United States Attorney Jenny A. Durkan
Western District of Washington
Justice Department Awards more than $11 Million to Enhance Tribal Justice and Safety in Western Washington
Seattle – U.S. Attorney Jenny A. Durkan announced today more than $11 million in grants to ten Native American Tribes in the Western District of Washington to enhance law enforcement practices and sustain crime prevention and intervention efforts. These funds will focus on eight areas: public safety and community policing; methamphetamine enforcement; justice systems and alcohol and substance abuse; corrections and correctional alternatives; violence against women; elder abuse; juvenile justice; and tribal youth programs.
“Access to justice is crucial to public safety. These grants seek to enhance both enforcement and prevention programs on our Tribal lands, based on the needs of each community. This includes providing better training and equipment for tribal law enforcement, supporting tribal youth programs and domestic violence programs, and contributing to adequate facilities for both a justice center and a detention facility,” said U.S. Attorney Jenny A. Durkan.
“I am pleased today to announce the Justice Department’s continued investment in programs that offer innovative and comprehensive approaches to public safety and justice in Indian Country,” said Associate Attorney General Tom Perrelli. “Our government-to-government consultations have been critical to our understanding of how to better serve and support our tribal partners. By deepening our engagement with tribal governments, we have sought to help put an end to the unacceptable and sobering crime rates witnessed in Indian Country.”
The awards were made under the Coordinated Tribal Assistance Solicitation (CTAS), a single application for tribal-specific grant programs offered by the Justice Department. Overall, the Justice Department today announced grants of $118.4 million to nearly 150 American Indian and Alaskan Native nations across the country. In Western Washington, the following Tribes are receiving funding under this program:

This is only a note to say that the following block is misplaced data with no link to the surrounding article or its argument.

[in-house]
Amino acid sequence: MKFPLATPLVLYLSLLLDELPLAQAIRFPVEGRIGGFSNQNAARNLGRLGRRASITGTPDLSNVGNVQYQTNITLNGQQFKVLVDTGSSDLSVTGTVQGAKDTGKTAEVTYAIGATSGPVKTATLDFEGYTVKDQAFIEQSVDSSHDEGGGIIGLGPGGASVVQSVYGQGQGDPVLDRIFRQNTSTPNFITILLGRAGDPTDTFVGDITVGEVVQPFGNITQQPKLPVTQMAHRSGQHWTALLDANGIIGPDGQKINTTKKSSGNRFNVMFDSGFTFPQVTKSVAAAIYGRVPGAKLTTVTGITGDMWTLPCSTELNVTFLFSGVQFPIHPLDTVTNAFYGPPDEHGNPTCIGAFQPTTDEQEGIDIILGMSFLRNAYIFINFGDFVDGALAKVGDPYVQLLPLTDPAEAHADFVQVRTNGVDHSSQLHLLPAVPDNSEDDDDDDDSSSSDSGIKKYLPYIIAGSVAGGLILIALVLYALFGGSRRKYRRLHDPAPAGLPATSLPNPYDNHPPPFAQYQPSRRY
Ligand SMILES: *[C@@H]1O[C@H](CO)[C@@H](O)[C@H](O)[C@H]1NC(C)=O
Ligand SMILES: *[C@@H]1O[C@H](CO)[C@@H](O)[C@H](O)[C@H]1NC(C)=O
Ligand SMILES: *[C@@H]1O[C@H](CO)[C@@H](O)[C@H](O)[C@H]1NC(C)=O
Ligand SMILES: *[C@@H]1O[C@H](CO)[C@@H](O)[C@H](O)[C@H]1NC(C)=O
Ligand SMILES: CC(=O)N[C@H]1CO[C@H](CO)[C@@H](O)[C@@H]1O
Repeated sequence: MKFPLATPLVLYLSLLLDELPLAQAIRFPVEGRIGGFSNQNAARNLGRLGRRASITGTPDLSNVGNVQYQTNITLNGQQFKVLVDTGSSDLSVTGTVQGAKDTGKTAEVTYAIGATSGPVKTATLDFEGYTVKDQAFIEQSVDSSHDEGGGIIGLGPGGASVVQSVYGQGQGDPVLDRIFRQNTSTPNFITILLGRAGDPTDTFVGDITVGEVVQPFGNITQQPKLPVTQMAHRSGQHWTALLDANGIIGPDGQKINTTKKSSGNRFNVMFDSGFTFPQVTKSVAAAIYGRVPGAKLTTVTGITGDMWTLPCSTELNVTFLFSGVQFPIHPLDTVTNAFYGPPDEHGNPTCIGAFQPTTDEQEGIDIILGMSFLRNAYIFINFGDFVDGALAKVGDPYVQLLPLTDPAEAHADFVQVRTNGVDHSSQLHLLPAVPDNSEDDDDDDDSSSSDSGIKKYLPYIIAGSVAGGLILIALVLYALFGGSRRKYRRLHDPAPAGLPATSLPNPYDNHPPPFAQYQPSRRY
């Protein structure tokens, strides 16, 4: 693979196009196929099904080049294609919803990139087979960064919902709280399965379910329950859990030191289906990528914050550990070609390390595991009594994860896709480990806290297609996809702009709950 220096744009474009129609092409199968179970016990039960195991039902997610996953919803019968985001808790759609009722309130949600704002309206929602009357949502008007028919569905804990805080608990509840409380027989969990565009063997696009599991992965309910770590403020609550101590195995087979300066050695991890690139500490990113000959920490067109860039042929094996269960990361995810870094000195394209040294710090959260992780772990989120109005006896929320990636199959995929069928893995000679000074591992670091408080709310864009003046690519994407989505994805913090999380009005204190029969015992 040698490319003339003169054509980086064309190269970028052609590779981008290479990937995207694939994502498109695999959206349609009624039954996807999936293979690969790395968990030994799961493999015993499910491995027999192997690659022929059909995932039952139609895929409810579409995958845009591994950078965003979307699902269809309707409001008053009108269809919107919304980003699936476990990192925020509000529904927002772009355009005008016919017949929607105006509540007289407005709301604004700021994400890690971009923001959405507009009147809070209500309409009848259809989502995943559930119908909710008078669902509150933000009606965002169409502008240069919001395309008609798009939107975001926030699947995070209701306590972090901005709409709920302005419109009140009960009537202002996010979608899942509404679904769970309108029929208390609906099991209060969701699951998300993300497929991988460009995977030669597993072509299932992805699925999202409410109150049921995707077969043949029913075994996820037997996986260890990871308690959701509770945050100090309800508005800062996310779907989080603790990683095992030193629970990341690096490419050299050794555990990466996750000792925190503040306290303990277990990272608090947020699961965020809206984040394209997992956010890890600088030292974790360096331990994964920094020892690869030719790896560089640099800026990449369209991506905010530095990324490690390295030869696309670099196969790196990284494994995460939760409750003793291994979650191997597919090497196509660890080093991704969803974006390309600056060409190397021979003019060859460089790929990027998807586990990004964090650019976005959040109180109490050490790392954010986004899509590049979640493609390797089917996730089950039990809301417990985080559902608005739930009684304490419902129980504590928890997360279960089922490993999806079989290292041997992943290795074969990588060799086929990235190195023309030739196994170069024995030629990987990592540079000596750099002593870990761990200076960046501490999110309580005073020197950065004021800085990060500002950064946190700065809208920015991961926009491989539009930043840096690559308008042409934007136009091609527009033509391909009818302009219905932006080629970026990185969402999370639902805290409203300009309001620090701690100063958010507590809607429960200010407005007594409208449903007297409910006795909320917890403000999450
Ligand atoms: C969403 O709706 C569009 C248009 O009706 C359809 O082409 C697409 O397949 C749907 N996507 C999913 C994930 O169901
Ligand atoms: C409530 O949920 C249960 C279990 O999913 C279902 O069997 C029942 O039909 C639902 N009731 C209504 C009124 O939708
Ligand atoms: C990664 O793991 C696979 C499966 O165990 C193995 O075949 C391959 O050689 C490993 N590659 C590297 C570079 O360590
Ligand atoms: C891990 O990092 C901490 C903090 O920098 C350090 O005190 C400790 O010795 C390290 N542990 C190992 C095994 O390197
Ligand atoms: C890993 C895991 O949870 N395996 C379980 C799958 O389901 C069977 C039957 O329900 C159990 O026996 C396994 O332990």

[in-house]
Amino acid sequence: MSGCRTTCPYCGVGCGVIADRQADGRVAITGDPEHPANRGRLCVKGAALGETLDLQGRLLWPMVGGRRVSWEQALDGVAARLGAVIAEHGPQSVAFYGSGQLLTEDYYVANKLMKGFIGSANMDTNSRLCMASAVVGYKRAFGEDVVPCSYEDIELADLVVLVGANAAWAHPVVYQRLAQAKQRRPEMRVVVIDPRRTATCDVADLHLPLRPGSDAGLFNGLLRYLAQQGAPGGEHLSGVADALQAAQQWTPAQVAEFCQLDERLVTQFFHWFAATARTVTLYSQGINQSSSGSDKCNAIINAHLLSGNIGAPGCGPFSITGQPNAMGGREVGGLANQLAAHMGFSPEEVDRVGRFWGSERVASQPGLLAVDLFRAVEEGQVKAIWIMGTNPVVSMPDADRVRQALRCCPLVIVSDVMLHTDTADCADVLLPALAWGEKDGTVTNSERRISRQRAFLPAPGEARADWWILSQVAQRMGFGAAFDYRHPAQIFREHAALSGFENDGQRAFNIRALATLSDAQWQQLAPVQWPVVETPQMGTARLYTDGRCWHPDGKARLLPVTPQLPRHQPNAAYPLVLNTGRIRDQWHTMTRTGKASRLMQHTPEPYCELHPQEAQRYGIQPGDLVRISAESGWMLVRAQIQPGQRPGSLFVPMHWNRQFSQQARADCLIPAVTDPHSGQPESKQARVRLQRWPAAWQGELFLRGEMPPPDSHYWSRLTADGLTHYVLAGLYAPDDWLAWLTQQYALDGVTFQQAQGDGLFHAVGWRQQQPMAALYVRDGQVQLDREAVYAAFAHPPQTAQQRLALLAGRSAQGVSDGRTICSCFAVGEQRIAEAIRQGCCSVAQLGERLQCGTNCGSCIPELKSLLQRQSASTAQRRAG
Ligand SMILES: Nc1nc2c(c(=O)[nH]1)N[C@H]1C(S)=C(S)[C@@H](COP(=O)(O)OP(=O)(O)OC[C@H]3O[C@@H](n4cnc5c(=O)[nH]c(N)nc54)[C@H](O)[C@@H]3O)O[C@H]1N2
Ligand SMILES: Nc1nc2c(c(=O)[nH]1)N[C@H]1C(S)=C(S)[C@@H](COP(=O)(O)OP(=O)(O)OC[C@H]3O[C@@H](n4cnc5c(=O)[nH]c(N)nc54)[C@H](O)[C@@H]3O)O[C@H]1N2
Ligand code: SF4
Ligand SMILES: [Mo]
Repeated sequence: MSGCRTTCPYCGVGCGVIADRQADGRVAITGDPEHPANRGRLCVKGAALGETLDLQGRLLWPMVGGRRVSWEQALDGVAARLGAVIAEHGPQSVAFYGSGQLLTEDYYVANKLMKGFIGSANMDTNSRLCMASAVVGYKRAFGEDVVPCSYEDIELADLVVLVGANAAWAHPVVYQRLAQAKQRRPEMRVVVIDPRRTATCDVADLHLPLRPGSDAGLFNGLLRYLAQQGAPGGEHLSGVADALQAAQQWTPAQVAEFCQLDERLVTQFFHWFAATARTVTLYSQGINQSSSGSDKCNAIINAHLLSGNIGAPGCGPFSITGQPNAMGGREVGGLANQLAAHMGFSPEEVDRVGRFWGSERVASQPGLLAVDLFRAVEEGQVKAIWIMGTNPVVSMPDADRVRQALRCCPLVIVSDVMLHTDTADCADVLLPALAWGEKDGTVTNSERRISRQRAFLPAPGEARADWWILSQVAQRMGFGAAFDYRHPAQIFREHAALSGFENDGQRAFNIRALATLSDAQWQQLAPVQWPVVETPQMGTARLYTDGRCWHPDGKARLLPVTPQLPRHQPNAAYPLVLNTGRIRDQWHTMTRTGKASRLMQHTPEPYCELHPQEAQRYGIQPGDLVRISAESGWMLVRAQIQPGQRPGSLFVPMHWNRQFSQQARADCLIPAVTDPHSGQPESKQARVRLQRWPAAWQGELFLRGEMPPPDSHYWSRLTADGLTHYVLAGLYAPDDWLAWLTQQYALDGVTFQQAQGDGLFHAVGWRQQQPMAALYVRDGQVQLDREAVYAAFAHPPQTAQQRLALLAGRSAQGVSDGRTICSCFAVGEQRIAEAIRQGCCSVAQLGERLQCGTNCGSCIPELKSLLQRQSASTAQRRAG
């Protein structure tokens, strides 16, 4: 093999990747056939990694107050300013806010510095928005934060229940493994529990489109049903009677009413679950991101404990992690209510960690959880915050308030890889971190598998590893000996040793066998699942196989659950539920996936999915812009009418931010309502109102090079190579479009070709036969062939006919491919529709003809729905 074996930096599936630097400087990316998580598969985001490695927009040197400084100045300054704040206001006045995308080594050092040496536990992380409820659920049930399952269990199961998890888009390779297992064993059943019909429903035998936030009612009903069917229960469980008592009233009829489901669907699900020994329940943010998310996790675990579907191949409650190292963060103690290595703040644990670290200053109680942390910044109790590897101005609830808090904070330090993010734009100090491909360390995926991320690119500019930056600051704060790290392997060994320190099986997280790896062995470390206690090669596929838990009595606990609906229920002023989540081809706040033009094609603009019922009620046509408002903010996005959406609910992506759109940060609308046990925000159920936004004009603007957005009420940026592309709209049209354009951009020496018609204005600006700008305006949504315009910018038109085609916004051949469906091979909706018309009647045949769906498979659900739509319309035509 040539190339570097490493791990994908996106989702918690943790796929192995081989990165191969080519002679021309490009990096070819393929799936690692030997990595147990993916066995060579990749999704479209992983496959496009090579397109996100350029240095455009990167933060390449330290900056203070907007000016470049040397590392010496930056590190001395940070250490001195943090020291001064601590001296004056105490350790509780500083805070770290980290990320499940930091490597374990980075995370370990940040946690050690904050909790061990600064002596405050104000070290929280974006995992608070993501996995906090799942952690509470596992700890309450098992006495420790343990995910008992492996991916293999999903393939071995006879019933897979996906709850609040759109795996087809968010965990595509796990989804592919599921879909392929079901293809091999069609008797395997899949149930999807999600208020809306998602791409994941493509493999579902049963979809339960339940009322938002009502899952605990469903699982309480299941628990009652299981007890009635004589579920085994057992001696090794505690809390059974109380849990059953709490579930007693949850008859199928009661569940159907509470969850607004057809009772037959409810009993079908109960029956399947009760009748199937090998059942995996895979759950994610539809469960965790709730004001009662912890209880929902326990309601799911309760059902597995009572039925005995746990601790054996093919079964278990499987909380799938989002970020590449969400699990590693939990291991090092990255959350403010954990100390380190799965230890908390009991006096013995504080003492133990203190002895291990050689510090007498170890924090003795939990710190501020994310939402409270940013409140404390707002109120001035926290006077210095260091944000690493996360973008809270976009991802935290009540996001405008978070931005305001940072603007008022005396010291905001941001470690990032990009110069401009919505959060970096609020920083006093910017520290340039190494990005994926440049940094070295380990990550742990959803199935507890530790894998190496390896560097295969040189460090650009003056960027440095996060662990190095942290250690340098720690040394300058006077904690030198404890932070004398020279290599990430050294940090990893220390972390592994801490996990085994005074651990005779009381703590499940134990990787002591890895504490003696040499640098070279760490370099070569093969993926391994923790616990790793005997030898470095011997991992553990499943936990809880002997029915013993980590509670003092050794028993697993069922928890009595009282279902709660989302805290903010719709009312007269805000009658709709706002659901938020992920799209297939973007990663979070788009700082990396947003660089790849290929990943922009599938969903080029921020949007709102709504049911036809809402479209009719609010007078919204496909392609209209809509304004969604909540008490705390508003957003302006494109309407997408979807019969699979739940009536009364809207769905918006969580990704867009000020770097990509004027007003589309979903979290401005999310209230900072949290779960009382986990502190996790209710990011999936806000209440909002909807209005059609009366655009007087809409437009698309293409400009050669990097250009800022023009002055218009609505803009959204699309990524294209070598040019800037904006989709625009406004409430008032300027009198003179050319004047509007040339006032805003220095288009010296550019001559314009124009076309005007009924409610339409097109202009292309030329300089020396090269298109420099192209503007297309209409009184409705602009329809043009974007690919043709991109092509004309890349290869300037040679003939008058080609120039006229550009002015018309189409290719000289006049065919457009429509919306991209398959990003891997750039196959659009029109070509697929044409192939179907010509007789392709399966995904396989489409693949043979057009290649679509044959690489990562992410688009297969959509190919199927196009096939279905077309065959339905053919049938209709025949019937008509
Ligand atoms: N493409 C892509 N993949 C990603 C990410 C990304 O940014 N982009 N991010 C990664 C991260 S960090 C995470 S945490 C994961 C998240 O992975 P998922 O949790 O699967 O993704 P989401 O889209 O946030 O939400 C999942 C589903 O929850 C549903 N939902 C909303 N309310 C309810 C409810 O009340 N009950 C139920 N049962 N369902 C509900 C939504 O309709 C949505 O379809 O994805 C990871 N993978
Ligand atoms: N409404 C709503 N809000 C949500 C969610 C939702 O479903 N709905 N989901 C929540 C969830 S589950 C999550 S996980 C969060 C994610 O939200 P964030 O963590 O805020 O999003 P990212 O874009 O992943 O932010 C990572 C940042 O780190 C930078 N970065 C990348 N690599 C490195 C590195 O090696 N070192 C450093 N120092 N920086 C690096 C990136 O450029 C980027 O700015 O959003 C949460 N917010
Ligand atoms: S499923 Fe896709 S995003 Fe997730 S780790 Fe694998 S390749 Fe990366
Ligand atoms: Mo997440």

- Confederated Tribes of Chehalis -- $143,994 – Equipment and Training
- Hoh Tribal Business Committee -- $949,201 – Youth Program, Domestic Violence Program
- Lummi Nation -- $1,574,138 – Equipment, Training, Hiring, Youth Programs
- Makah Indian Tribe -- $1,645,660 – Equipment and Training, Anti-Methamphetamine Program and Renovation of Detention Center
- Nisqually Tribe -- $500,000 – Domestic Violence Programs
- Port Gamble S’Klallam Tribe -- $1,029,868 – Domestic Violence, Tribal Court Assistance.
- Puyallup Tribal Council -- $1,896,692 – Domestic Violence, Equipment, Training and Hiring
- Skokomish Indian Tribe -- $1,049,369 – Domestic Violence, Planning Justice Center, Tribal Court Assistance
- Squaxin Island Tribe -- $1,201,080 – Domestic Violence, Equipment, Training and Hiring
- Tulalip Tribes -- $1,400,000 – Domestic Violence, Tribal Court Assistance
The Justice Department developed CTAS and administered the first round of consolidated grants in September 2010 in response to shared views of tribal leaders that the department’s grant-making process was too cumbersome and needed increased flexibility. Today, tribes seeking funding for more than one purpose area can submit a single grant application, instead of multiple applications.
The grants are administered by the Office of Community Oriented Policing (COPS), Office of Justice Programs (OJP) and the Office on Violence Against Women (OVW). The complete list of the Fiscal Year 2011 CTAS grantees, a CTAS Fact Sheet and other information about the consolidated solicitation is also available at www.tribaljusticeandsafety.gov.
Soon after he came into office, Attorney General Eric Holder identified building and sustaining safe and secure tribal nations as one of the Department of Justice’s top priorities. In June of 2009, the department launched a wide-ranging initiative to strengthen public safety in Indian Country. Since that time, the department has taken a number of steps to deepen its commitment to Indian nations and to develop more effective partnership with tribal leaders, police, prosecutors, courts and advocates to address and combat crime.